If the first two acts are played as described, that Act Three will follow in the same way. If Act One had not occurred, we would not have had the beginning of a play about alcoholism and the drama surrounding it. This makes Act Two the only one in which the tragic drama of alcoholism can be changed, the only Act which recovery can be initiated by the decisions and actions of those other than the alcoholic.
In Act Two the alcoholic has accepted everything that was done for him by others, who perform in this way by choice or because they simply cannot resist helping him. Yet this Act is the one with the real potential to break the downward spiral of alcoholism and its merry-go-round of denial. Let us see what happens when those associated with the alcoholic determine to create a change in the situation!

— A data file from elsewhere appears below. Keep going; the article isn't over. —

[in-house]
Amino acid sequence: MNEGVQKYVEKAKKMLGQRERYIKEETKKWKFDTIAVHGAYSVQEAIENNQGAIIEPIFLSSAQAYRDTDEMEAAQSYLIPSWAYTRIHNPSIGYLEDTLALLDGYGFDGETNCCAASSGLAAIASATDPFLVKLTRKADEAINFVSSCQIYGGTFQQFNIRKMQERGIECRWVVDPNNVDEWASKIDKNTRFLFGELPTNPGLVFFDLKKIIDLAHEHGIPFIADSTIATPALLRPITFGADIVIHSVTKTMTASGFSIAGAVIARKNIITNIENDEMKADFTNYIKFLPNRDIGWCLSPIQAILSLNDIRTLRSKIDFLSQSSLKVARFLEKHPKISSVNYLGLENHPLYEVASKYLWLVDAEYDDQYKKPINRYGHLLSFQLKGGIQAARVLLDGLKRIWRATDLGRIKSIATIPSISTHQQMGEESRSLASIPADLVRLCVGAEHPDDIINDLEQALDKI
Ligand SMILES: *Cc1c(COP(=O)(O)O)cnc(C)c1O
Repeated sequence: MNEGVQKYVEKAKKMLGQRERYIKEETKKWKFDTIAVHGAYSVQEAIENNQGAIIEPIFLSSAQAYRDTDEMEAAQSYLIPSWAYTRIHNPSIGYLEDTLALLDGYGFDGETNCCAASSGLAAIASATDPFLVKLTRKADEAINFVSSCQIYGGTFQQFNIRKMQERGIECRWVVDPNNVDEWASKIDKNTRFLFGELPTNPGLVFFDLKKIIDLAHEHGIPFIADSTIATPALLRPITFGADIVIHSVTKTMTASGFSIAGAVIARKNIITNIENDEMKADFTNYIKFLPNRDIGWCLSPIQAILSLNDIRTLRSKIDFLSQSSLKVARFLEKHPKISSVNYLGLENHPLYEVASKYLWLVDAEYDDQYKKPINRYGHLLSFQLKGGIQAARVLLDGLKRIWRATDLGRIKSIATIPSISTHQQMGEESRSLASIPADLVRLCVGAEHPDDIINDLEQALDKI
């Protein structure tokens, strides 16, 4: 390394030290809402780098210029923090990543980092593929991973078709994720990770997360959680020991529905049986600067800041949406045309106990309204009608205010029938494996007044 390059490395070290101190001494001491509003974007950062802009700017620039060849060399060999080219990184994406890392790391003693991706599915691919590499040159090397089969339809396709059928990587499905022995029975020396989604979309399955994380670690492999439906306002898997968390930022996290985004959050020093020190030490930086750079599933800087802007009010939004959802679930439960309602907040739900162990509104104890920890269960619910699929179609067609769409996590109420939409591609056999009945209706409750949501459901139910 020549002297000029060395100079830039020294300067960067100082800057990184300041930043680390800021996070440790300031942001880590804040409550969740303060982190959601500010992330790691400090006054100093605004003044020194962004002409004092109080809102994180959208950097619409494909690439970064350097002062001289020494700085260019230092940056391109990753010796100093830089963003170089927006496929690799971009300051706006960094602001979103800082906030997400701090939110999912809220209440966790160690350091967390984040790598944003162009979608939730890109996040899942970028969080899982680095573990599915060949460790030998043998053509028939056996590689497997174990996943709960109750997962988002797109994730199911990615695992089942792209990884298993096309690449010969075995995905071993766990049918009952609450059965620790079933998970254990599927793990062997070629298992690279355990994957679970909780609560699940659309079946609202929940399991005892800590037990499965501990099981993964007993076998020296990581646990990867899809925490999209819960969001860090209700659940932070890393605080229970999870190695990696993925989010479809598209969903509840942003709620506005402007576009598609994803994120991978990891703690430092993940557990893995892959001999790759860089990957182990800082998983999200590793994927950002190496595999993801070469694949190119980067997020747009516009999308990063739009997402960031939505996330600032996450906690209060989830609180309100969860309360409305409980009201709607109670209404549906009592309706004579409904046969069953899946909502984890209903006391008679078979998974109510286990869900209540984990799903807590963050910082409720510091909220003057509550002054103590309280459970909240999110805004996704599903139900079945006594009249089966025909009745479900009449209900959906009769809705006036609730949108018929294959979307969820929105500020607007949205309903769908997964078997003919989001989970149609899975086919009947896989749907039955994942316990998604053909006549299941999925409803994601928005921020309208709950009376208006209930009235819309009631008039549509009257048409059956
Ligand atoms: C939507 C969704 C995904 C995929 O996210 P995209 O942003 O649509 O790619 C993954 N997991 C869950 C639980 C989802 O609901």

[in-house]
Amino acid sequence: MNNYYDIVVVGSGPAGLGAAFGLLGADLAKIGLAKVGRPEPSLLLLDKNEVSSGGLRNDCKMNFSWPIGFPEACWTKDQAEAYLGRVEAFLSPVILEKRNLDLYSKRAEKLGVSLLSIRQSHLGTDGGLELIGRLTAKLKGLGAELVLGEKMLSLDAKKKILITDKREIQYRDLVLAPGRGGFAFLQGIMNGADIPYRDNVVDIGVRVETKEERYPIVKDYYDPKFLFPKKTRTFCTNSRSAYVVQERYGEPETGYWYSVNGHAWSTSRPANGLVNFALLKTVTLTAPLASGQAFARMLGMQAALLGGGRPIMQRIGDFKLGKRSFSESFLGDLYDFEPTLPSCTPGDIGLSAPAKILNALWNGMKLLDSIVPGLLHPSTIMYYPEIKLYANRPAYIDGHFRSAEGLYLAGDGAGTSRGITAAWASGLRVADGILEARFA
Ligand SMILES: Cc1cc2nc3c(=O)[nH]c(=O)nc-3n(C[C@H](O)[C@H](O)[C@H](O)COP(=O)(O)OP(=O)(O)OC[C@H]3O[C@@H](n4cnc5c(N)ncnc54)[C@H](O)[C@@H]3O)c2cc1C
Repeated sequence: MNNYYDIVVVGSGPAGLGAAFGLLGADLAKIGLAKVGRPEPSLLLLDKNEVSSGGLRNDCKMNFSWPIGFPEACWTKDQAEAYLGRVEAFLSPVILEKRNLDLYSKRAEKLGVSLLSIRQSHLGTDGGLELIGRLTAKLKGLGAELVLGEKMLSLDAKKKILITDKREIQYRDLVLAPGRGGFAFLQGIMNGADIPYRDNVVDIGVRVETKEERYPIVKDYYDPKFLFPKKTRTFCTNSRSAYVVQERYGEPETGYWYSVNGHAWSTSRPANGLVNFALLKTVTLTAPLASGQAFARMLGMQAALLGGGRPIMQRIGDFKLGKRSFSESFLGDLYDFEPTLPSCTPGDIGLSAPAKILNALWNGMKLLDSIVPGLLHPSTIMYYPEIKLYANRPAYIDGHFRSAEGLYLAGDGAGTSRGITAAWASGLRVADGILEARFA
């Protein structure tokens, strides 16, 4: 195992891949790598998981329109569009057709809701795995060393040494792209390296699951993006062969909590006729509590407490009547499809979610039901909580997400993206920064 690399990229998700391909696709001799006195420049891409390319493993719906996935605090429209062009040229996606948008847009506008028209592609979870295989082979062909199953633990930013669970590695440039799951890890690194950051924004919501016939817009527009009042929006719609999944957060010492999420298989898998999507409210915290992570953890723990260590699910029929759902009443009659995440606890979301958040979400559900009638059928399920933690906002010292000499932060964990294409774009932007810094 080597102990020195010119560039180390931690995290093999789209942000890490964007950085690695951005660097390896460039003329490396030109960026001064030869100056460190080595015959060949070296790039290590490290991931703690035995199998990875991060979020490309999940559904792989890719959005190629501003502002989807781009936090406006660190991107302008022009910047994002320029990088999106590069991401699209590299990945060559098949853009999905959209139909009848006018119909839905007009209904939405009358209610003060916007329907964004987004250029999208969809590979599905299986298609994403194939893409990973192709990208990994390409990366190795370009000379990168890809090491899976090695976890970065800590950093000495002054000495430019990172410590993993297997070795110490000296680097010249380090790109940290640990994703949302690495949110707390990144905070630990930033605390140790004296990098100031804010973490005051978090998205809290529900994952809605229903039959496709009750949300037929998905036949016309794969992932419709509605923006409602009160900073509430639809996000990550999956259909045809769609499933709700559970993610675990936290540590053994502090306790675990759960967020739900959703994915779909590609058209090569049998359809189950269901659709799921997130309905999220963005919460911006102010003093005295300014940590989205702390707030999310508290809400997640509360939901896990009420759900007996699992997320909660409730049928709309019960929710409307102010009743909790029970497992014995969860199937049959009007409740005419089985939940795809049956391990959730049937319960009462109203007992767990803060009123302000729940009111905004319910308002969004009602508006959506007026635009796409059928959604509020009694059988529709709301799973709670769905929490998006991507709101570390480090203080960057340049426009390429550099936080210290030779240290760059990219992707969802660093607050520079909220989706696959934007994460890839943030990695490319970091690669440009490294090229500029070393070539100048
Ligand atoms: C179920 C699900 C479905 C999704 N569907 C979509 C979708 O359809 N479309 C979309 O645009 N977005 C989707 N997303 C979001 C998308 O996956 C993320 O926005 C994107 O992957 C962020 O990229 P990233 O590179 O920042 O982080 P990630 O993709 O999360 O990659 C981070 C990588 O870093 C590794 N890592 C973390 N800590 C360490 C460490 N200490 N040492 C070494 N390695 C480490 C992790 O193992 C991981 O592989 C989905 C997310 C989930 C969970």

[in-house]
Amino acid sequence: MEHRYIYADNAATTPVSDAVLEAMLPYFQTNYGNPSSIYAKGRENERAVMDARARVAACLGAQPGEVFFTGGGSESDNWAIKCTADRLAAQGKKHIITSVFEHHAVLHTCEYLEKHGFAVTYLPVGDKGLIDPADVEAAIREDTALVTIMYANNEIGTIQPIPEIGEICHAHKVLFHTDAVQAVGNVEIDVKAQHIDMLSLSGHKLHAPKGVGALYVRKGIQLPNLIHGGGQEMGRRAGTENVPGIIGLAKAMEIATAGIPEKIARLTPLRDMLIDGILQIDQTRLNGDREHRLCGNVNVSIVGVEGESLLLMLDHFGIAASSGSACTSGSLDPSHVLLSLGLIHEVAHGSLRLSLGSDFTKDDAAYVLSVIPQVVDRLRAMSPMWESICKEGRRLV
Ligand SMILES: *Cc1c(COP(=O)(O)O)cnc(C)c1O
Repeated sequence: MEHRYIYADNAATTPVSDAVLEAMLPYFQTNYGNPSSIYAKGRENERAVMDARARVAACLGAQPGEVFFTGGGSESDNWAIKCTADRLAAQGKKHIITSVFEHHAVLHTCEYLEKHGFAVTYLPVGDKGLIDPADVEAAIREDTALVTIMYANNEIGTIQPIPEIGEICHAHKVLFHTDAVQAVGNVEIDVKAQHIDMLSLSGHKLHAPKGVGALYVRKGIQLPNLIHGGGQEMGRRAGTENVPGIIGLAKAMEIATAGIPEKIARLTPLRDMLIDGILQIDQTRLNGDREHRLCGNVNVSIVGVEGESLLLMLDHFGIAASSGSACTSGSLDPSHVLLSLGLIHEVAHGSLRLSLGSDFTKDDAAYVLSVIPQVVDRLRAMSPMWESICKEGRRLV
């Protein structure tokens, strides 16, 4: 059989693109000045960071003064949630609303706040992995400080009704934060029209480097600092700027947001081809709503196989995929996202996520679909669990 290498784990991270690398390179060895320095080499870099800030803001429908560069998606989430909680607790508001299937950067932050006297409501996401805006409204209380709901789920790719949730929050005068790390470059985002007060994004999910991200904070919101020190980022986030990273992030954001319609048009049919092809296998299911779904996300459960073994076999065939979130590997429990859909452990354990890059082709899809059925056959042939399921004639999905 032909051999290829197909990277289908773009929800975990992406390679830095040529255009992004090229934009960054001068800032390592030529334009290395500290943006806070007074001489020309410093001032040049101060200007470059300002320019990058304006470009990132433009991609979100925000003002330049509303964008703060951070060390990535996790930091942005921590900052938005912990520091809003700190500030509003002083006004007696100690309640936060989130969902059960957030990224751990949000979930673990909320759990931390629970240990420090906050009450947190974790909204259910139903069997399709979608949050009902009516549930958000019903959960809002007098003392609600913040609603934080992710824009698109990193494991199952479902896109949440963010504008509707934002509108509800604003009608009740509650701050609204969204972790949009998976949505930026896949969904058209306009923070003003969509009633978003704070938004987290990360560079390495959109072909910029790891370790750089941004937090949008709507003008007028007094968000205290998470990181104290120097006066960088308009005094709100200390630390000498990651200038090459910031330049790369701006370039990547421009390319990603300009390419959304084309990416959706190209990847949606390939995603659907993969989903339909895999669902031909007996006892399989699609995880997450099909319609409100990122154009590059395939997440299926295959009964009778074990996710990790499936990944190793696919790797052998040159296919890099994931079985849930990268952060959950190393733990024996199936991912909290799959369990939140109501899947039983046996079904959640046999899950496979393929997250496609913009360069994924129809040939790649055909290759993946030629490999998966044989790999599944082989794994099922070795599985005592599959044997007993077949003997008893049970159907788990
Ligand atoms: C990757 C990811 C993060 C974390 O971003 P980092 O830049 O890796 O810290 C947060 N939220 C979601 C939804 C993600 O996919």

RECOVERY BEGINS IN ACT II
A planned recovery from alcoholism must begin with the persons in the second act. They must learn how people affect each other in this illness and then learn the most difficult part, that of acting in an entirely different fashion.
New roles can be learned only by turning to others who understand the play and putting into practice their insight and knowledge. If Act Two is rewritten and replayed, there is every reason to believe that the alcoholic will recover. He is locked in by his illness; others hold the key to the lock. We cannot demand that he give up drinking as a means of solving his problems, but if we unlock the door he will be free to come out.
If the alcoholic is rescued from every crisis, if the boss allows himself to be a victim again and again, and if the wife reacts as a Provoker, there is not one chance in ten that the alcoholic will recover. He is virtually helpless; he himself cannot break the lock. He may recover if the other actors in the play learn how to break his dependency on them by refusing to give in to it. The alcoholic cannot keep the Merry-Go-Round going unless the others ride it with him and help him keep it going. The actors in the second act keep asking the alcoholic why he does not drinking and yet it is what they do or fail to do that helps the alcoholic to try again and again to solve his basic human problems by drinking. It is not true that an alcoholic cannot be helped until he wants help.